Creating the answer to hunger with food security

Creating the answer to hunger with food security Climate Smart Agriculture techniques taught by Concern have allowed people in Niger like Halou Alti to be able to produce crops for more than four years.
Drastic droughts are causing hugely challenging conditions for farmers and communities in Africa, which charity Concern are tackling, writes Chai Brady

Many Europeans have seen the devastating impacts of climate change on their own continent, with summer conflagrations regularly on the news.

This may bring home the fact that climate change is driving – to the extreme – crop insecurity in hard-hit regions of Africa more than ever before.

Some of the worst impacts have been witnessed in the Sahel region, which is the group of countries just below the Sahara Desert, including Chad, Niger and Burkina Faso – where Concern works. They have also seen disastrous impacts in the Horn of Africa.

Speaking to The Irish Catholic, Reka Sztopa of Concern, the regional director for West Africa and Sahel, said that regions under her purview have been “badly impacted” by climate change.

She said: “In these areas most people are living in rural areas and they’re almost 100% dependent, for both for income and food, on what they grow. They’re very limited in terms of agriculture, irrigation and water supply, and so they rely very, very heavily on rain-fed agriculture.


“We’re seeing the impacts of climate change in terms of shortened or very unpredictable rainy seasons where farmers don’t know when they should plant seeds or sometimes there are long periods of drought. For example, the Horn of Africa had five consecutive years of drought where basically there were no rains and then on the other side sometimes the rains would come too soon or too heavily and there is flooding, crops are lost, houses are lost, it also leads to soil erosion so it’s really this unpredictable rainfall and the lack of ability to water and irrigate crops in a different way,” Ms Sztopa said.

❛❛This could include introducing seeds that either mature faster, so they can deal with a shorter or unpredictable rainy period, or seeds that have been adapted to be drought or flood resistant”

Despite the gargantuan task in assisting those struggling with unpredictable climate patterns, Concern is trying to fortify communities with long-term methods to endure and prosper despite sustained periods of hardship.


One the methods is called ‘Climate Smart Agriculture’. Ms Sztopa said it has been very successful.

Explaining the concept, she said that Climate Smart Agriculture is just a number of actions in which the charity engage communities in order to help them deal with the unpredictable climate. This could include introducing seeds that either mature faster, so they can deal with a shorter or unpredictable rainy period, or seeds that have been adapted to be drought or flood resistant.

Ms Sztopa said: “We also encourage people to decrease the tillage, so that we’re preserving the soil structure and retaining moisture and as many nutrients as possible in the soil because in many areas people traditionally would use a burning method where they would burn the land and that would release ash into the soil. This obviously leads to loss of forest and vegetation cover and in the long term really degrades the soil so we work with communities to encourage better soil management.”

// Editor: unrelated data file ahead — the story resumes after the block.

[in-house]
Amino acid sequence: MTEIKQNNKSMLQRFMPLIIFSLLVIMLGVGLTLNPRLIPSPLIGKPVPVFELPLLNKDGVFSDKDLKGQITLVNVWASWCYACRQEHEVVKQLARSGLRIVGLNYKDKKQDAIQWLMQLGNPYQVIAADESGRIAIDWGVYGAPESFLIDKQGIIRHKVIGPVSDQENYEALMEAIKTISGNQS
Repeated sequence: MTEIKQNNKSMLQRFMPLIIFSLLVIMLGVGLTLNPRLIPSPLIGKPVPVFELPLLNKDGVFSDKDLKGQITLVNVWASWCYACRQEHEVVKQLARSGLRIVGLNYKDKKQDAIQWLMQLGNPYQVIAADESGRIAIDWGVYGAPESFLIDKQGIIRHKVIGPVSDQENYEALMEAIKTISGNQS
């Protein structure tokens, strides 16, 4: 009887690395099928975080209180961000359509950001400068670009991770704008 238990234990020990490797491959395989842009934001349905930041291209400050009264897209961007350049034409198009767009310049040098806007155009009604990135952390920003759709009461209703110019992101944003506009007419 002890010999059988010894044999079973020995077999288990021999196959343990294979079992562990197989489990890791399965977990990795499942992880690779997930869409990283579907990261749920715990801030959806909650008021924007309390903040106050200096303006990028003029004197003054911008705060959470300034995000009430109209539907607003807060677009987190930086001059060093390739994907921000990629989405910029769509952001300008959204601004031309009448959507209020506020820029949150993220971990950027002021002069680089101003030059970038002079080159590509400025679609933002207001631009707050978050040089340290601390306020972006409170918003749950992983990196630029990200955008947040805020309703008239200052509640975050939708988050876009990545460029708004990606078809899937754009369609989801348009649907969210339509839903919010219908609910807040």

The charity would also promote and provide trees that are good fruit crops but also help to enrich the soil in agricultural areas, while at the same time providing shade as well as defending against the wind. Overall they help retain moisture in the soil.

“Another thing that we do is work with communities and farmers on how to conserve their food stock: how to store seeds or how to process their harvests to avoid it deteriorating which can happen when there is long periods of rain, for example, and moisture gets in to the seeds,” Ms Sztopa said.

“So it’s really a whole series of actions that we take, working together with communities and farmers on things that are adapted specifically to the crops that they grow and the environment that they’re growing them in to make sure that they have the maximum possible yield of their harvest.”

Giving Niger, where the charity has worked for 20 years, as a case study, she said: “A lot of farming communities have been able to double and sometimes triple the yield of certain staple crops in the country within the communities they work.


“The charity has introduced vegetable gardening, which is adapted to very dry areas, so instead of big plots of vegetables they encourage ‘sack gardening’ where vegetables are grown around the household and can be watered with ‘grey water’ from the kitchen and this can help increase nutritional diversity and have fruits and vegetables in the off-season and in-between.”

To make these programmes possible, Concern has highlighted the importance of the continued reception of legacy gifts which are “invaluable contributions”. Regardless of their monetary value, each legacy donation plays a vital role in enabling the charity to continue its work, especially in developing Climate Smart Agriculture, in the most impoverished regions until the day their services are no longer required.

For Ms Sztopa, she said: “In terms of legacy giving, I think that the support to Concern to run our programmes in areas like the Sahel and the Horn of Africa is very dependent on the Irish public to help us with that work, and to expand and to be able to reach people in other areas who maybe don’t have that support at that moment.”

She added that if the charity made no intervention in the areas in which it works, “we would be seeing a much larger number of people in crisis or in food insecurity… that means people are going more than a day without eating anything”.

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